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Biomechanics of the Rider

"Mechanics is the paradise of all sciences."
—Leonardo da Vinci

All too commonly as riders, we are told, "use the leg," "brace the back," "do a half halt," "be more still or stable," "be more elastic," "use your seat," and "relax." All too often, we are not told how to do that—what is the mechanism we need to use? Riding instruction at Osierlea, in San Juan Bautista, California, addresses the biomechanics of the rider, as well as the effective use of the six main physical influences of the rider on their horse.

Biomechanics of the Rider Include

» Position: Posture in the saddle.
» Seat/Dynamic: Tone and function of the upper body per gait.
» Stability: Ability to avoid being displaced - must precede elasticity.
» Elasticity: Muscle tone and springy tension - not flaccid.

Six Physical Effects of the Rider

Some of the following effects on the horse are mechanical, and others are horse-learned responses to rider cues:

» Reins (Learned Responses) - Whoa, Raise Head/Thorax, Alignment of Neck to Body, Elasticize Connection, Simple Turn (Leading Rein), Flexion, Release ("Uberstreichen"), and Timed Effect on Moment of Lift of the Legs
» Legs (Learned Responses) - Go and Sideways (Either End or Whole Horse)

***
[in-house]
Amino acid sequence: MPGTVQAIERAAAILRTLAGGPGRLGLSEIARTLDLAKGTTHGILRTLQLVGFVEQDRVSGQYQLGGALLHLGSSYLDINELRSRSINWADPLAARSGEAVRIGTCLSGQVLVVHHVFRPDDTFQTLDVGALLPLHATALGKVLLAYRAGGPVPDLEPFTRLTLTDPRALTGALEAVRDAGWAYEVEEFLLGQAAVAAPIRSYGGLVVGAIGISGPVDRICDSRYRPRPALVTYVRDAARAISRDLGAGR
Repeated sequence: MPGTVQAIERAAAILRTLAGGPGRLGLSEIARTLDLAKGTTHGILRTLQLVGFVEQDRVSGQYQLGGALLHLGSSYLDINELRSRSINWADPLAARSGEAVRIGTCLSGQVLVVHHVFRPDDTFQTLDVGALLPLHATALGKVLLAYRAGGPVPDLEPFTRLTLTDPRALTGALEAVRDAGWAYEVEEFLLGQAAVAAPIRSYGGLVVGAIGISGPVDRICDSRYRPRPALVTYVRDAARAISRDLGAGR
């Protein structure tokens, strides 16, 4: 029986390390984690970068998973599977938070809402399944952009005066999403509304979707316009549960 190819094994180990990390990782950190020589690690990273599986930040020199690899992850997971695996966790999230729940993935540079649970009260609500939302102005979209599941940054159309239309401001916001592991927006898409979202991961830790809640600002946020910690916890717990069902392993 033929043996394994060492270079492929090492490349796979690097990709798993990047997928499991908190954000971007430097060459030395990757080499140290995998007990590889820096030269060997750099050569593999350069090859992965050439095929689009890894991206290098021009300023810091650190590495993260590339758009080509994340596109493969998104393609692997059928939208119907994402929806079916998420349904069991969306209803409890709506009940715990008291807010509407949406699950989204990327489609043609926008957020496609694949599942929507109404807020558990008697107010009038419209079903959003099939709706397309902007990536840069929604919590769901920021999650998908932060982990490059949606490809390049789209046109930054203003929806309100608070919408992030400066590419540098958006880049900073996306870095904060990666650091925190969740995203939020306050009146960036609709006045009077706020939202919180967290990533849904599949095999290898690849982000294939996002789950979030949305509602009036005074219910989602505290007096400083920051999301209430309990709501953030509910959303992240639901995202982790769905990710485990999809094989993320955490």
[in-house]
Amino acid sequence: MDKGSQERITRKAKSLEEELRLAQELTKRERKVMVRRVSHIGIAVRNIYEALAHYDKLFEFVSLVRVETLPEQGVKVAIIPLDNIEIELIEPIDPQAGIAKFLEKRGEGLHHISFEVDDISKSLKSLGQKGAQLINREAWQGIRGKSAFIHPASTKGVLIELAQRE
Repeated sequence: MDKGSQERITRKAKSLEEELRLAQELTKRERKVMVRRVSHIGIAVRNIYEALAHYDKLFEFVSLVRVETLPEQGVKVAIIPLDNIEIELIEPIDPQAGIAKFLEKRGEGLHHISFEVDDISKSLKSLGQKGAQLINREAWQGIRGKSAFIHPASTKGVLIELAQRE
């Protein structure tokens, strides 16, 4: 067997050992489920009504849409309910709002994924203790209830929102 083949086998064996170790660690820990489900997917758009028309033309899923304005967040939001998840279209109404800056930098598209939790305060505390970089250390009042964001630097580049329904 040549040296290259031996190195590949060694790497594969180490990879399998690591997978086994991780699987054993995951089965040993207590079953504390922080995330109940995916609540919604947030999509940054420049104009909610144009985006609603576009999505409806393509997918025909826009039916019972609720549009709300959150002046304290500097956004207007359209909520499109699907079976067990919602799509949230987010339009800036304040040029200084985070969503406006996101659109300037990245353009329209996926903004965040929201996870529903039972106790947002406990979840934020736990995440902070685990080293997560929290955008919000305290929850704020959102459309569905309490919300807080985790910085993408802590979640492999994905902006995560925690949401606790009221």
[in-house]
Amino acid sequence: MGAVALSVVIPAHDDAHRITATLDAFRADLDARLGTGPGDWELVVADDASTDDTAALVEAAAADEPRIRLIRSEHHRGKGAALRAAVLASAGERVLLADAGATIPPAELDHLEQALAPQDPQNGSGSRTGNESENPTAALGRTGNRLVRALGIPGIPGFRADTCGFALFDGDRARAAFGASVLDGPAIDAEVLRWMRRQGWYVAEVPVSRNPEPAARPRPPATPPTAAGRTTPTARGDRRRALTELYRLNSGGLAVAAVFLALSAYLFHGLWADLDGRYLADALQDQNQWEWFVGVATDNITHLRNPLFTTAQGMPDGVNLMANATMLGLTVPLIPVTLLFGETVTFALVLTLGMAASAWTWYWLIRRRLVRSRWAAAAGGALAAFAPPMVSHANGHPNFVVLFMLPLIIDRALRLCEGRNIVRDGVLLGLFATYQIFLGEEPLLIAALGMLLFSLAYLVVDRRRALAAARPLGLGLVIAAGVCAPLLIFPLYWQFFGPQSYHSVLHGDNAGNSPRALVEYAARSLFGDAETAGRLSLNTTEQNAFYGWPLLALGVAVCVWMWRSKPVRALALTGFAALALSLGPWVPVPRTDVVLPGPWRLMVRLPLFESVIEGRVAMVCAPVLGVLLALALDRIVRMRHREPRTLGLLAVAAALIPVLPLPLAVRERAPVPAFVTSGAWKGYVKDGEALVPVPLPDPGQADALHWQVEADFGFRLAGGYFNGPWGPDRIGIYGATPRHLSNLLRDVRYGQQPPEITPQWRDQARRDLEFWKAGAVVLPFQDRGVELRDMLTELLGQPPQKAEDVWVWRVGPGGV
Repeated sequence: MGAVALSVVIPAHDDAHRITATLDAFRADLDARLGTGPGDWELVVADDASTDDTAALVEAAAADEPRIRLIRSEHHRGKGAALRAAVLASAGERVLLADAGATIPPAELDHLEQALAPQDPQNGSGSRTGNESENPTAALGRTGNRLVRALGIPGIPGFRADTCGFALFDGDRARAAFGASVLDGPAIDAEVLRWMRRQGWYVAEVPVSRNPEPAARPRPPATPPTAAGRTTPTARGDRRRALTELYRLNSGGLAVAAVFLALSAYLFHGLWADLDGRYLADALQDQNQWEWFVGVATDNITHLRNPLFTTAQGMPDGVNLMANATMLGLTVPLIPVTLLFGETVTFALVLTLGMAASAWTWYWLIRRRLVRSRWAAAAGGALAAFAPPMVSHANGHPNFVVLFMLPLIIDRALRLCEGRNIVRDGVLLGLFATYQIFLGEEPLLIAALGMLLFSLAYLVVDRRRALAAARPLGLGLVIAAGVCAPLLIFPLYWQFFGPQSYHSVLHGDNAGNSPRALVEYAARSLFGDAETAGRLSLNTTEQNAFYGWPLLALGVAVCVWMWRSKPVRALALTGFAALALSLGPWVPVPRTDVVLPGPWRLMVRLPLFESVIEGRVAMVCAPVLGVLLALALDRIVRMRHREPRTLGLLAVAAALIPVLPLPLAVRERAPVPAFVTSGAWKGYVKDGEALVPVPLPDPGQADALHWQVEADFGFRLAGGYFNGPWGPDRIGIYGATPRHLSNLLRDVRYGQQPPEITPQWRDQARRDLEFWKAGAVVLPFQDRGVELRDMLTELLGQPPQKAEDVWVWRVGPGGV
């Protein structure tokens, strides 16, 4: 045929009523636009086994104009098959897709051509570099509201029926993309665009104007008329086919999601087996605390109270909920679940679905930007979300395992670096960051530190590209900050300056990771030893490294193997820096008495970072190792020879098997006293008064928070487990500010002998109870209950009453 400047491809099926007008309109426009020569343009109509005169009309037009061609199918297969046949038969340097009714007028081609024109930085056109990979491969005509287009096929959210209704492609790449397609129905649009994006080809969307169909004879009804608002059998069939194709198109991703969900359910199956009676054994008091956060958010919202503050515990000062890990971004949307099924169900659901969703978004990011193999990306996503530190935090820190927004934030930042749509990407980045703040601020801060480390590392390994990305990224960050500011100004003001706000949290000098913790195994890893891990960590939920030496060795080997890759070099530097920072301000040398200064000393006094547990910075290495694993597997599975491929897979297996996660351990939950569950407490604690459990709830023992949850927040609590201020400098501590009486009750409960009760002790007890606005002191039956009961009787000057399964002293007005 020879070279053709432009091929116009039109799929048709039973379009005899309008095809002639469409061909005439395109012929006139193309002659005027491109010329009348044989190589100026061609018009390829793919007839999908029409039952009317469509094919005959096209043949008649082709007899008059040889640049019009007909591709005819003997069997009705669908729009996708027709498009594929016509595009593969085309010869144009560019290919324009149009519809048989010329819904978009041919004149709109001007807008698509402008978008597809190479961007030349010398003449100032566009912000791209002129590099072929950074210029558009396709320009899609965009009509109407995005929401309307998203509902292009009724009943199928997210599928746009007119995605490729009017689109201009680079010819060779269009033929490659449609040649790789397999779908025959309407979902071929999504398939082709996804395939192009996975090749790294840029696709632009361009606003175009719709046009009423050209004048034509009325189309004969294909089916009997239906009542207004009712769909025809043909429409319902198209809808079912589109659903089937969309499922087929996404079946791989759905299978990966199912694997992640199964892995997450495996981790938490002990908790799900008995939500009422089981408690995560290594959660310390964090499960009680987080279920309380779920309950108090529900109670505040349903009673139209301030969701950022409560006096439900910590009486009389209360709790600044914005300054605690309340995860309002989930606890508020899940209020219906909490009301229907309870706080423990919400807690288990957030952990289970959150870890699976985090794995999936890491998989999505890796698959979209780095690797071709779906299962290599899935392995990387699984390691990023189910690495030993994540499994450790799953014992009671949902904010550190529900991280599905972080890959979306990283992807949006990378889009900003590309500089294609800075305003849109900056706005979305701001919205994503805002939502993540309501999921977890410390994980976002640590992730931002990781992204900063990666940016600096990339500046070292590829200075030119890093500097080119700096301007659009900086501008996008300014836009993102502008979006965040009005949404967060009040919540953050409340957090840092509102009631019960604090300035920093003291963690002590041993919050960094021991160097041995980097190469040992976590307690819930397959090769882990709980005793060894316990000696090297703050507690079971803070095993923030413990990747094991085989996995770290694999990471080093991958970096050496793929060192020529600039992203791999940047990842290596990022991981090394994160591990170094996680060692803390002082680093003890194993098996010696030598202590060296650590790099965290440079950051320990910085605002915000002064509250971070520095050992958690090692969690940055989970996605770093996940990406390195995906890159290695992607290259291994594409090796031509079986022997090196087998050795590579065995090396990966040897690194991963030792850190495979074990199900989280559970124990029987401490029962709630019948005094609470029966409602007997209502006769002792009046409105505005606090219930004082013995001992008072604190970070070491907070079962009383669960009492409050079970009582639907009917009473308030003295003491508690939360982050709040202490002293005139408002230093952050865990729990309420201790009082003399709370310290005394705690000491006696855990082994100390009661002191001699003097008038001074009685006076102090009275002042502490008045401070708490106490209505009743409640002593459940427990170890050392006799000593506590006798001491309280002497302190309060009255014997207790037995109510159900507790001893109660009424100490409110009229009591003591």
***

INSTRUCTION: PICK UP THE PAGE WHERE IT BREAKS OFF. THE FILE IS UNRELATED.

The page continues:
» Lateral Displacement of Weight (Mechanical Effect) - Engage Inner Hind (Relative to Direction of Flexion or Turn)
» Dynamic per Gait (Mechanical Effect) - Tempo (Trot and Canter, Not Walk)
» Frontal/Sagittal Plane Placement (Mechanical Effect) - Parallelism to Line of Travel or Reference; Tangential on Circle
» Direction of Pressure or Dynamic (Mechanical Effect) - Steering without Reins or Excessive Legs - with Lessening Use of Reins/Interference with Reins

da Vinci Man

*Understanding terms and concepts such as "abduction," "adduction," "flexion," "extension," "stable and unstable balance," "springy (or elastic) tension," and "co-contraction" is crucial to a better understanding of rider function and effect on the horse. Definitions of these can be found in the USDF Glossary of Judging Terms, which was written by Jeff.